Follow fun updates as well as interesting stories about clients, volunteers and supporters of SFBFS

July 27, 2015

What Can I Eat?

Along with summer comes summer camp here at Sacramento Food Bank & Family Services. Once a week I get kids from the first through sixth grade for an hour of garden activities.  It takes some time to figure out what I should do with this diverse crowd in the garden. The older kids like games while the younger kids like touching, tasting and generally making a fun mess. I’m wary of letting the younger ones pick veggies since they tend to stray off paths and pull half a plant up. I have to be conscious with the older ones because they’ve started forming clusters and don’t willingly leave their friend group. So the goal of a kids’ gardening class: let kids explore healthy eating, gardening and science while keeping plants whole and monitoring the emotions and actions of potentially warring factions.  Sure, super easy. After a couple years, I’ve established a criteria for what happily occupies kids in the garden. The criterion follows:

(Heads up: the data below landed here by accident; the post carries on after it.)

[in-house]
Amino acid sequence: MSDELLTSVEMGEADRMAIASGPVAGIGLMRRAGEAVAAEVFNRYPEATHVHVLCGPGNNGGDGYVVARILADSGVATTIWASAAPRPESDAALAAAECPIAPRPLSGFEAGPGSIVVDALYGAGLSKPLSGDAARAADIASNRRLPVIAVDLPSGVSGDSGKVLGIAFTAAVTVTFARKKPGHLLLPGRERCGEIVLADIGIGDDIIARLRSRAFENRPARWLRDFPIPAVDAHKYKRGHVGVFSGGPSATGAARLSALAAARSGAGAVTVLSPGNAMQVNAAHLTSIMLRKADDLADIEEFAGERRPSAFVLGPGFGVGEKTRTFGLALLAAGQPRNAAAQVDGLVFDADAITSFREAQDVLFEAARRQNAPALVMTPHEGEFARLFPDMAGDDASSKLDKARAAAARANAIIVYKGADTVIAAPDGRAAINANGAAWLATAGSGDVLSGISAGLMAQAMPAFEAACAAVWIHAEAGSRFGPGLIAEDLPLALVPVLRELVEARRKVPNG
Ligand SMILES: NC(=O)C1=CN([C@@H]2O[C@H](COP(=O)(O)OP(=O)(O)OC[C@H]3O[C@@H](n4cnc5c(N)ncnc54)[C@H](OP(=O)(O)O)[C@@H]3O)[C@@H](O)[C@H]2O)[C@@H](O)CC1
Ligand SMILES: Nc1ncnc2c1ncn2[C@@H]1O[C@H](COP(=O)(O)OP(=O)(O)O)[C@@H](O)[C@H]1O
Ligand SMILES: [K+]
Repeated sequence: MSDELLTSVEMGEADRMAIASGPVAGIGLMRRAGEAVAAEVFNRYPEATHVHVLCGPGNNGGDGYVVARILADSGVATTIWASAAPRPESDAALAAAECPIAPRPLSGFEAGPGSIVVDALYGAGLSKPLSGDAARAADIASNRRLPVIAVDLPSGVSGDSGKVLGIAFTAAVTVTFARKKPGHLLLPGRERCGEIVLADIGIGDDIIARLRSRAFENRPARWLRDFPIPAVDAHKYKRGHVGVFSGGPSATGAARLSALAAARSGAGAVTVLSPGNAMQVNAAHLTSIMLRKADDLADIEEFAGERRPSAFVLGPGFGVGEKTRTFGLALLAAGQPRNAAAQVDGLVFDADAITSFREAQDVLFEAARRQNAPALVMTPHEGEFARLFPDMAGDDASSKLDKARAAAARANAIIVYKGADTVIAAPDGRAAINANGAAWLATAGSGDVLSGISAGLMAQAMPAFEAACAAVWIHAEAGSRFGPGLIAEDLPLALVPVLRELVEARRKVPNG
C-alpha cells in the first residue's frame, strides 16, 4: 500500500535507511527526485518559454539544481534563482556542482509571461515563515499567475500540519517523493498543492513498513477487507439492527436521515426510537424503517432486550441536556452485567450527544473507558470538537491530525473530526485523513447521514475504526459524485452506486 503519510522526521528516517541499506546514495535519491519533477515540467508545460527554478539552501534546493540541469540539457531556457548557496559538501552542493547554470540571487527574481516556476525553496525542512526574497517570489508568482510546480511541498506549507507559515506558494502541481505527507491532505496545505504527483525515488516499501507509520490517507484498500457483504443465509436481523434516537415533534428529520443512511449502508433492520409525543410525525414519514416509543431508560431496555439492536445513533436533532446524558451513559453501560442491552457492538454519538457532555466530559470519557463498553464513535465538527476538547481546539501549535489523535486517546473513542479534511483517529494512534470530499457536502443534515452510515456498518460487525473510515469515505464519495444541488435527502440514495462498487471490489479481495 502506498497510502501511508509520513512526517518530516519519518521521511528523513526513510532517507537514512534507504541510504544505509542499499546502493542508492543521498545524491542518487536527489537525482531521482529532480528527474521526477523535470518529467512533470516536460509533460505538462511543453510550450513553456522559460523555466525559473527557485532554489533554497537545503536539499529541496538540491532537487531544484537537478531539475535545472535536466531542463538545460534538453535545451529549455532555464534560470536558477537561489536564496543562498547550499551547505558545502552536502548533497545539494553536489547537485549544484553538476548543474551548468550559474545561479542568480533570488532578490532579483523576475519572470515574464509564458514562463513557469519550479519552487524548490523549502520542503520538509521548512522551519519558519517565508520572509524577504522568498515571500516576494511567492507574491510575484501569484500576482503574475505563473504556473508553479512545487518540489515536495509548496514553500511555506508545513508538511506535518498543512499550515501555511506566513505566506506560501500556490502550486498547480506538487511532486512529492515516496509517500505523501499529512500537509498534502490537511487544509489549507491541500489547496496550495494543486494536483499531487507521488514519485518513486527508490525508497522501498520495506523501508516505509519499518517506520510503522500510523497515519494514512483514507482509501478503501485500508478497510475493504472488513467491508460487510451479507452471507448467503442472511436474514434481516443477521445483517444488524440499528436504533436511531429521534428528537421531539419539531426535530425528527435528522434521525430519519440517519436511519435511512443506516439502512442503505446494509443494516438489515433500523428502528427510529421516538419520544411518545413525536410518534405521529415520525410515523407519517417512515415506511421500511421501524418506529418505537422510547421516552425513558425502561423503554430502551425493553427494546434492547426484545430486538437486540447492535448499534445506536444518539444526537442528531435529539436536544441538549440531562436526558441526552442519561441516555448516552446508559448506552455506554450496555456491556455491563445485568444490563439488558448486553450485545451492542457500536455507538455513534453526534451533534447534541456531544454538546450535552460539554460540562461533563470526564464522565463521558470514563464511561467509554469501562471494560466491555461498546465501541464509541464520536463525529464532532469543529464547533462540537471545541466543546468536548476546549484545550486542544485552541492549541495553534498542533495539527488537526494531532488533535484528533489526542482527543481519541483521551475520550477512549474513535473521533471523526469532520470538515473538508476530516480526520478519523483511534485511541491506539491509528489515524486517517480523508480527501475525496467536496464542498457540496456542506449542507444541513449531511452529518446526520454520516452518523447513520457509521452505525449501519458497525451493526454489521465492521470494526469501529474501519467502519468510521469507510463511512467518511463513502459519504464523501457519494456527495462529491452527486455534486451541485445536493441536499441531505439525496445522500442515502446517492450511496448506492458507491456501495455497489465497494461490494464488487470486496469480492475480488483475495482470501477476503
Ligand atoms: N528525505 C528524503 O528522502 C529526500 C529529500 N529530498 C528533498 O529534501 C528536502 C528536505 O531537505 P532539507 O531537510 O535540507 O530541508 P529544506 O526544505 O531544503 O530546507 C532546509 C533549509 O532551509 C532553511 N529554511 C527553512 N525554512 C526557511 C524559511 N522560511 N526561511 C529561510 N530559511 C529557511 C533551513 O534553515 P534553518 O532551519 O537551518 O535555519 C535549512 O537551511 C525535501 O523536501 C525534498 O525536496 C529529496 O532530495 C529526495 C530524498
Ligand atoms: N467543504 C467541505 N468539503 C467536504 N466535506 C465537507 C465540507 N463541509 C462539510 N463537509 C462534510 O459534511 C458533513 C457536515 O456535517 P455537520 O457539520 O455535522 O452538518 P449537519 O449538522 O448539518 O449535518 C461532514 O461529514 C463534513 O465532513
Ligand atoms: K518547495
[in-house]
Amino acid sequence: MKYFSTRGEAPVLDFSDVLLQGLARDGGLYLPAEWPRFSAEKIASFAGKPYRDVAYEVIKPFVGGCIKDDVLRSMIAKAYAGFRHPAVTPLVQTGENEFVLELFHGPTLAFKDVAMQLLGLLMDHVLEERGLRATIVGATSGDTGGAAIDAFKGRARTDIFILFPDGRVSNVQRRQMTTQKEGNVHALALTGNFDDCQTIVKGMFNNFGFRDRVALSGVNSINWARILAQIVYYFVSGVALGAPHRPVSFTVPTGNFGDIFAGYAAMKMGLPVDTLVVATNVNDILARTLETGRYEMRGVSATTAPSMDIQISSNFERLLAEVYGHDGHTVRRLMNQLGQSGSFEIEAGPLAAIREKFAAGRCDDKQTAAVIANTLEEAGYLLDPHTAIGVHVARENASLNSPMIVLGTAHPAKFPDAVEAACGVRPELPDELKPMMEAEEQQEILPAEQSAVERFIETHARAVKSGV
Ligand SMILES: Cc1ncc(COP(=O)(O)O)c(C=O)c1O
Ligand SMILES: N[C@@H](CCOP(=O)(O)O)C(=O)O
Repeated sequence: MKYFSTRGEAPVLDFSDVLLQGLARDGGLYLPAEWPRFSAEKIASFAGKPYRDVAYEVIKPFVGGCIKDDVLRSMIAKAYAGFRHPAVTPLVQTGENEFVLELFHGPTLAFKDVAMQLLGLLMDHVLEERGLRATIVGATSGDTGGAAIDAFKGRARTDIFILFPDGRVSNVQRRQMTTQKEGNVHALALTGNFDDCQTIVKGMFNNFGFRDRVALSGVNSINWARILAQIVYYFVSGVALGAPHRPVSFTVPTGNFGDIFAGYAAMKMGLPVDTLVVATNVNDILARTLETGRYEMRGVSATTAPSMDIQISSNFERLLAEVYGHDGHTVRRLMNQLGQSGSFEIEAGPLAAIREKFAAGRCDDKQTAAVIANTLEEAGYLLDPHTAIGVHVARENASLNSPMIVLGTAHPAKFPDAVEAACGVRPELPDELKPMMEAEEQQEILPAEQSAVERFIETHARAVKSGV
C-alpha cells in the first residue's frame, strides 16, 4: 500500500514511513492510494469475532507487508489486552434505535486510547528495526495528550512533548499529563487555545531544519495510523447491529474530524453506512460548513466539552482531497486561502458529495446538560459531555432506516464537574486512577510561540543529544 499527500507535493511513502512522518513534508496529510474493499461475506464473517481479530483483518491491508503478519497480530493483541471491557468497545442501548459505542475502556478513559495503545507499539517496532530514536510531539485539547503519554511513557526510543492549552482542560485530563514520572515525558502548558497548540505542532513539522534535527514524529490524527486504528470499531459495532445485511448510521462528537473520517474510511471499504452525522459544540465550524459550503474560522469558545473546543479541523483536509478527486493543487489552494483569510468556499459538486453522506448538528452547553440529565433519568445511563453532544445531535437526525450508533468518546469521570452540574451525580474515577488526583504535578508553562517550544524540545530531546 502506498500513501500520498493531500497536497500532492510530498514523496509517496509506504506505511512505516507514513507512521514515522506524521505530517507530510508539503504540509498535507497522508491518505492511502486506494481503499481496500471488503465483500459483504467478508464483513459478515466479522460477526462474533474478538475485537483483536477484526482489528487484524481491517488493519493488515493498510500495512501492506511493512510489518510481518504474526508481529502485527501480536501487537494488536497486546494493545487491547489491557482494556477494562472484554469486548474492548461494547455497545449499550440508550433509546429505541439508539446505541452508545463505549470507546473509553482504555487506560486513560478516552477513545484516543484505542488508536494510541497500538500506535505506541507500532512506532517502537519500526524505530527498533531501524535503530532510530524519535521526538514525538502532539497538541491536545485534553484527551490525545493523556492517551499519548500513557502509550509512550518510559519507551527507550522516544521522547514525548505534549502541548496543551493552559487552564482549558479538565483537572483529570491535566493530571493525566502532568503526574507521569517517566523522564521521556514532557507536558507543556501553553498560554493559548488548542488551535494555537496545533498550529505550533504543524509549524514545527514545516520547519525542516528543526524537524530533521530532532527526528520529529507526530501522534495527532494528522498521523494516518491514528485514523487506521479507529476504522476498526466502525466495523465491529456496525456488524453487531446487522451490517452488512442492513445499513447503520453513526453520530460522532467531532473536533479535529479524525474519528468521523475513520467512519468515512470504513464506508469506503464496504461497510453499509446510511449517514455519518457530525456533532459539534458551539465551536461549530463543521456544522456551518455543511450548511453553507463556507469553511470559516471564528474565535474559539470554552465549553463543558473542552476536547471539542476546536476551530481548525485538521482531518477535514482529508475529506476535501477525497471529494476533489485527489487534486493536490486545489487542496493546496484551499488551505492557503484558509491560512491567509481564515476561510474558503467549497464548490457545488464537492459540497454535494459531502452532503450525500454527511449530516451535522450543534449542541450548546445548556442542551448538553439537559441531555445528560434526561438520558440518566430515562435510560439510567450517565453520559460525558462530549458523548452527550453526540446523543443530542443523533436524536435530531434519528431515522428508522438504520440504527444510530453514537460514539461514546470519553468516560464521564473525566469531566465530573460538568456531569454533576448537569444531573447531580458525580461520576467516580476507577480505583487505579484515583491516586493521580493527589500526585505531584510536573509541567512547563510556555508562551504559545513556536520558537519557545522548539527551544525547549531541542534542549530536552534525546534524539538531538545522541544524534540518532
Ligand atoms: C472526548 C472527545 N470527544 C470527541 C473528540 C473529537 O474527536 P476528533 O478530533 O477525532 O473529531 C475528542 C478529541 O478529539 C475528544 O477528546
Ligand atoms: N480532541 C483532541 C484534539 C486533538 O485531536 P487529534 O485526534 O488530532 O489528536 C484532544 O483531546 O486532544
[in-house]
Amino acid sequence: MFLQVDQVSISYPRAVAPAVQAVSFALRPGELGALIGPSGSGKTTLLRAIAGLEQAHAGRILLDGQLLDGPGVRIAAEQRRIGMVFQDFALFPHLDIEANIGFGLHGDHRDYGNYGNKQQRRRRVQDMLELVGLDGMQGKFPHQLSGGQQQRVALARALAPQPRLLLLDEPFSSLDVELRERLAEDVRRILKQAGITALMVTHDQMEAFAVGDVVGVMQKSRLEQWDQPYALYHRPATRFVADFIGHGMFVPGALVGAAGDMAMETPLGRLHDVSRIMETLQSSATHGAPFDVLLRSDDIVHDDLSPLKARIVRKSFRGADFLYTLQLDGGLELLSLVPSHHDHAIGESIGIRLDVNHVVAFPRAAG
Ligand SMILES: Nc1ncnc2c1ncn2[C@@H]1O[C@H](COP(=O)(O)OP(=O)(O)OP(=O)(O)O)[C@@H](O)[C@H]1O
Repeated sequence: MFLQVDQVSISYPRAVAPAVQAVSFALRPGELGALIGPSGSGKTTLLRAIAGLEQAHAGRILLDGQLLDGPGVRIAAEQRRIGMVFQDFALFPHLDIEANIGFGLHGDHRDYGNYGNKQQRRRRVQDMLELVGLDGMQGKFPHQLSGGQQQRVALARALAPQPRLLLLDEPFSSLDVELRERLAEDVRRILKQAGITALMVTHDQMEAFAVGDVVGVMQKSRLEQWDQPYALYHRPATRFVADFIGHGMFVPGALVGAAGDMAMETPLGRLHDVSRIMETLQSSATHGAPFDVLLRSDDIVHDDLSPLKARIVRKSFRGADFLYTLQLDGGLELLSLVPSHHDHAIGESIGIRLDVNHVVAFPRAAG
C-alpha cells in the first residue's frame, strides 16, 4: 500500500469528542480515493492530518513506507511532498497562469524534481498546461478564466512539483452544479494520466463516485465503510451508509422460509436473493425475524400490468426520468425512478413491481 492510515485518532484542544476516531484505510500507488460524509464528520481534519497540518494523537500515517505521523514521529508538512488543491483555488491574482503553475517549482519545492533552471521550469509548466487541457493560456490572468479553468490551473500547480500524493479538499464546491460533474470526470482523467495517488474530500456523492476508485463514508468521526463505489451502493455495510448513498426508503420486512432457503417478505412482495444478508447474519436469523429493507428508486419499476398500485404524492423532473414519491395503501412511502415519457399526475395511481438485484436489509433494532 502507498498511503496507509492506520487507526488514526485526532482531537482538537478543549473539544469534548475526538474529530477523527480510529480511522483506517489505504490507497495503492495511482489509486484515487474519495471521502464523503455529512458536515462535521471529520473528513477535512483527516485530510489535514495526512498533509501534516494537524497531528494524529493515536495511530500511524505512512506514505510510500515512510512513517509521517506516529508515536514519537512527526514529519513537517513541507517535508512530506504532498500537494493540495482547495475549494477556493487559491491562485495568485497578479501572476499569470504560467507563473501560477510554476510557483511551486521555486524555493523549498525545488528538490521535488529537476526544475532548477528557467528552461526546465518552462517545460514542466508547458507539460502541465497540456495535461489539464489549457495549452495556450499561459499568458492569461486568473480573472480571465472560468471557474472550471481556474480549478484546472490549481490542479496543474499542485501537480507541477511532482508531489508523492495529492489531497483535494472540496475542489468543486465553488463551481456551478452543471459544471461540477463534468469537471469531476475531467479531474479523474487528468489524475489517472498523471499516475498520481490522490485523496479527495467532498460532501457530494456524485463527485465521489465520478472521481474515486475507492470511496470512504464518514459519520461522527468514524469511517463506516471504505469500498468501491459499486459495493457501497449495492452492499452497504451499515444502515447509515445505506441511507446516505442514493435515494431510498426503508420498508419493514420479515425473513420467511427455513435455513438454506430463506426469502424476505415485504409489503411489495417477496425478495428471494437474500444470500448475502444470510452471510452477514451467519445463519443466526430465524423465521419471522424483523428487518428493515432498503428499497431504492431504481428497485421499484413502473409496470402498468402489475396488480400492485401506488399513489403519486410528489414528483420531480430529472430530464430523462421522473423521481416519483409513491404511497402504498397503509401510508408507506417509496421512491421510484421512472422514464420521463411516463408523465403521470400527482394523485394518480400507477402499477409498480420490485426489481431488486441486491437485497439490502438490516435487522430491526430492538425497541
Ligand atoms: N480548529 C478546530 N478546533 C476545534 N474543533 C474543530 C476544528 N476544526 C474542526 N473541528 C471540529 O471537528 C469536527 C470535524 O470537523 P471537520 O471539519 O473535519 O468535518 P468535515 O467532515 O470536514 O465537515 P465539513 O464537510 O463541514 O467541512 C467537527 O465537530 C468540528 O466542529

For lower grades:
  •        Dirty is better. Paint, mud, markers are great. Spilling everything onto unprotected surfaces? Even better.
  •        Have edible things on hand. Younger kids generally have one question for me “WHAT CAN I EAT?”

For higher grades:
  •        Competitive games are the best. Does it involve running, accidentally smacking into each other and the glory of winning? They are all about it.
  •        Feeding the fish. These kids like responsibility and being a part of the process. Give them some fish food and away they go (applicable to other things involving responsibility).

All kids: Eating strawberries! When all else fails, direct them to the strawberry patch. Jokes aside, it’s a joy having youth in the garden and showing them plants or foods they have never seen or eaten.  Kids get so excited in a way that you rarely see in adults and they remind me how the garden and all the living things inside of it are magical and exciting!

Submitted by: Kate Wilkins, Garden Coordinator

No comments:

Post a Comment